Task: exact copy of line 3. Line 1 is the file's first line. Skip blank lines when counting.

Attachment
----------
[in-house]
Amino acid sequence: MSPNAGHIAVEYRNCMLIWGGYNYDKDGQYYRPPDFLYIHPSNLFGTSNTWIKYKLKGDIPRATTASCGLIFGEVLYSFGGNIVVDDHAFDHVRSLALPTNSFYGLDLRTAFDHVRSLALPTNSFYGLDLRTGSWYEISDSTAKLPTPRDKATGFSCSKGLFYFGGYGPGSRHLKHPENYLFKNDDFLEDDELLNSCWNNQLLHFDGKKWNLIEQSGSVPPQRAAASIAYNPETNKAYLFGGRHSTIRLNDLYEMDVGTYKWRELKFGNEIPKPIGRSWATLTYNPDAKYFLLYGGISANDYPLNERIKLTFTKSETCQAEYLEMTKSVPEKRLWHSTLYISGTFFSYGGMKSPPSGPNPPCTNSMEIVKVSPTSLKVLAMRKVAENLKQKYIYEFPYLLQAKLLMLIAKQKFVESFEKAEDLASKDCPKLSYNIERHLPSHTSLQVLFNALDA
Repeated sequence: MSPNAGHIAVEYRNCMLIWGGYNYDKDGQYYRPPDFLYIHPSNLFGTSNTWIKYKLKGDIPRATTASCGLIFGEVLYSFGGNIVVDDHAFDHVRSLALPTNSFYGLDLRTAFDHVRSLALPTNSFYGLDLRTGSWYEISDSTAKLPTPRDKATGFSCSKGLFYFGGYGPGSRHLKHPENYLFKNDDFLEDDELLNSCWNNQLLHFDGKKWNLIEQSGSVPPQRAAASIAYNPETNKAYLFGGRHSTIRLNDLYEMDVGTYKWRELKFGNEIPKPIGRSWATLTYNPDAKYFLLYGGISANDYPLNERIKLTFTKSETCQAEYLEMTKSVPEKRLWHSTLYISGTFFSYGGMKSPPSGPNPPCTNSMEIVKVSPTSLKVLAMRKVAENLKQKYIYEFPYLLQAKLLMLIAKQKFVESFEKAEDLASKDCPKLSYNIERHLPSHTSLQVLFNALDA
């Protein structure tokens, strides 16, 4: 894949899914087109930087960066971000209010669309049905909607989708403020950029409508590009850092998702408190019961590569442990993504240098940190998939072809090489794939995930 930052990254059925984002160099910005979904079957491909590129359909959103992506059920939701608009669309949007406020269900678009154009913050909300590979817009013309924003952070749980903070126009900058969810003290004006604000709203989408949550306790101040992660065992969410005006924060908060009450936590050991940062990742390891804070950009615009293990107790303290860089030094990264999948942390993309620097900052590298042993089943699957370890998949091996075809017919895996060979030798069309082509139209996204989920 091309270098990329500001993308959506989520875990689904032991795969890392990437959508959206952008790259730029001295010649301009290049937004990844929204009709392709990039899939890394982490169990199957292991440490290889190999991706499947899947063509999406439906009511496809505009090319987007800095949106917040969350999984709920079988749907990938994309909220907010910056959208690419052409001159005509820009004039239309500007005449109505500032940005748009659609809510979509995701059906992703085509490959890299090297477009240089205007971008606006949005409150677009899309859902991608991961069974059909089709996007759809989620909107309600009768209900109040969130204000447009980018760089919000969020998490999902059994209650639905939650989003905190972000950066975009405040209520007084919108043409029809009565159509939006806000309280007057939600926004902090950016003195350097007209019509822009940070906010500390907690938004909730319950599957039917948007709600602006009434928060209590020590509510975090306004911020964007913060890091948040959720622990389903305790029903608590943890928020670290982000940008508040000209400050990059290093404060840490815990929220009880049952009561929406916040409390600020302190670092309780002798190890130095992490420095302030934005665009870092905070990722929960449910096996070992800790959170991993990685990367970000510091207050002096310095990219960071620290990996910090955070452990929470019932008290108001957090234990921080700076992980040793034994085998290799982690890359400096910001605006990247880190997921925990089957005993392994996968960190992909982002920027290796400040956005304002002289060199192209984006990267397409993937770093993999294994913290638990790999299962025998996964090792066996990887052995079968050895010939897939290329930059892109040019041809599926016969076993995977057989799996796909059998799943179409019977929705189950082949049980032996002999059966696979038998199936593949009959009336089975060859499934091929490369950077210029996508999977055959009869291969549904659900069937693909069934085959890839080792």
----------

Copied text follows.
Repeated sequence: MSPNAGHIAVEYRNCMLIWGGYNYDKDGQYYRPPDFLYIHPSNLFGTSNTWIKYKLKGDIPRATTASCGLIFGEVLYSFGGNIVVDDHAFDHVRSLALPTNSFYGLDLRTAFDHVRSLALPTNSFYGLDLRTGSWYEISDSTAKLPTPRDKATGFSCSKGLFYFGGYGPGSRHLKHPENYLFKNDDFLEDDELLNSCWNNQLLHFDGKKWNLIEQSGSVPPQRAAASIAYNPETNKAYLFGGRHSTIRLNDLYEMDVGTYKWRELKFGNEIPKPIGRSWATLTYNPDAKYFLLYGGISANDYPLNERIKLTFTKSETCQAEYLEMTKSVPEKRLWHSTLYISGTFFSYGGMKSPPSGPNPPCTNSMEIVKVSPTSLKVLAMRKVAENLKQKYIYEFPYLLQAKLLMLIAKQKFVESFEKAEDLASKDCPKLSYNIERHLPSHTSLQVLFNALDA